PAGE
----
The U.S. Department of Energy (DOE) is hosting a challenge for university students to advance one of the most up-and-coming industries: marine energy. The DOE Water Power Technologies Office will host the first Marine Energy Collegiate Competition (MECC) designed to challenge interdisciplinary teams of undergraduate and graduate students to offer unique solutions to the burgeoning marine energy industry that can play a vital role in powering the blue economy. The competition will provide students with real-world experience and industry connections that will help them prepare for future careers in the marine energy sector and the blue economy.
The inaugural MECC will be held in conjunction with the International Conference on Ocean Energy (ICOE) in Washington, DC, on May 19-20, 2020. Further details are provided in the 2020 Rules & Requirements.
For more information on registration and the elements of the 2020 competition, please visit the competition website.
The U.S. Department of Energy Water Power Technologies Office invites you to submit your ideas to develop wave powered desalination systems for the Waves to Water Prize. The Waves to Water Prize is a 4-Stage, $2.5M contest to accelerate the development of small, modular, wave-powered desalination systems capable of providing potable drinking water in disaster relief scenarios and remote coastal locations.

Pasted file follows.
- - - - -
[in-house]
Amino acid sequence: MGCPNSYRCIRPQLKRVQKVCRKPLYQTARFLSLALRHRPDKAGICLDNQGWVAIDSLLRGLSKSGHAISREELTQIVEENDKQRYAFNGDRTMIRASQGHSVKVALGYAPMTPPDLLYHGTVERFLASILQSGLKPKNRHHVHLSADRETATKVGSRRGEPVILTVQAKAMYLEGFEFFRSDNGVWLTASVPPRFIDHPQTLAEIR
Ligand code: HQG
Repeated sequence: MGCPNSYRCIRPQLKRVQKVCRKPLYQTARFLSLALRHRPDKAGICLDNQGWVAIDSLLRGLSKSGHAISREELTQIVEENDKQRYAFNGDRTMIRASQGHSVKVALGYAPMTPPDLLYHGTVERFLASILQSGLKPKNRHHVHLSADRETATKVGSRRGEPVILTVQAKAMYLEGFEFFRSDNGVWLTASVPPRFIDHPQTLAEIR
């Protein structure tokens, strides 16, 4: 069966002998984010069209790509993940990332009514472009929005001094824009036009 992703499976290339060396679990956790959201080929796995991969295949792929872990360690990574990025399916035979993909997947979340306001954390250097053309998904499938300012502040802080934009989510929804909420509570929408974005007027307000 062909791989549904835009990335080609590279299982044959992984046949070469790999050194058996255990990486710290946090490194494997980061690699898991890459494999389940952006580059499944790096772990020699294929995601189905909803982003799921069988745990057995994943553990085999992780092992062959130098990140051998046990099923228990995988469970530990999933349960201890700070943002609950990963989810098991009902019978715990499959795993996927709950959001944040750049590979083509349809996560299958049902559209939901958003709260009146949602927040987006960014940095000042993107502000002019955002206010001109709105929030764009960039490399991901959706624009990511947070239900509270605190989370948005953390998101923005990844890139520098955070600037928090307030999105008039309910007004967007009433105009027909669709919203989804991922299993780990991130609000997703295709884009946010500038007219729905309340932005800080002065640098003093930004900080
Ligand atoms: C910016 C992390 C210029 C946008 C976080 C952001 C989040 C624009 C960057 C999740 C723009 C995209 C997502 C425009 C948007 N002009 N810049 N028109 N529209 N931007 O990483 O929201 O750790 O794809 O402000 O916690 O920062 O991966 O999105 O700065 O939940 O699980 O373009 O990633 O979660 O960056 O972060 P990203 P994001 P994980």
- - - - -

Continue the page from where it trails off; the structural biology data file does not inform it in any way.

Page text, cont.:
The prize supports the integration of existing and novel wave energy generation technologies with water technologies that can deliver effective, consistent, durable and low-maintenance water delivery systems. The prize seeks to identify the ideal scale of wave energy innovation paired with water technologies that can serve niche markets such as disaster response, and advance the state of both wave energy devices and desalination technologies that could provide value in other markets as the technologies mature.
Visit the competition website for more details.
The U.S. Department of Energy (DOE) Water Power Technologies Office (WPTO) invites you to share your ideas to reduce the time, cost, and risk from concept to commissioning, excluding permitting, for pumped-storage hydropower (PSH). Finalists will receive vouchers for up to 50 hours of support from one of four DOE national laboratories to prepare for a pitch contest which will result in up to 3 winners and up to $550,000 of combined cash prizes and voucher support.
The Furthering Advancements to Shorten Time (FAST) Commissioning for Pumped-Storage Hydropower Prize aims to attract ideas to reduce the time, cost, and risk required to commission PSH projects. This is the first prize of its kind and is structured to support anyone with a great idea and the motivation to develop their idea into a full business concept.
This competition is closed and finalists have been chosen. Follow their progress at the competition website.
In 2016, AquaHarmonics took home the $1.5 million grand prize in the Energy Department's Wave Energy Prize, an 18-month design-build-test competition to increase the energy capture potential of wave energy devices. CalWave Power Technologies and Waveswing America were awarded second and third place, respectively, with $500,000 and $250,000 in cash prizes. The goal of the Wave Energy Prize was to stimulate the development of innovative wave energy converters that have the prospect for becoming commercially competitive with other forms of electricity generation.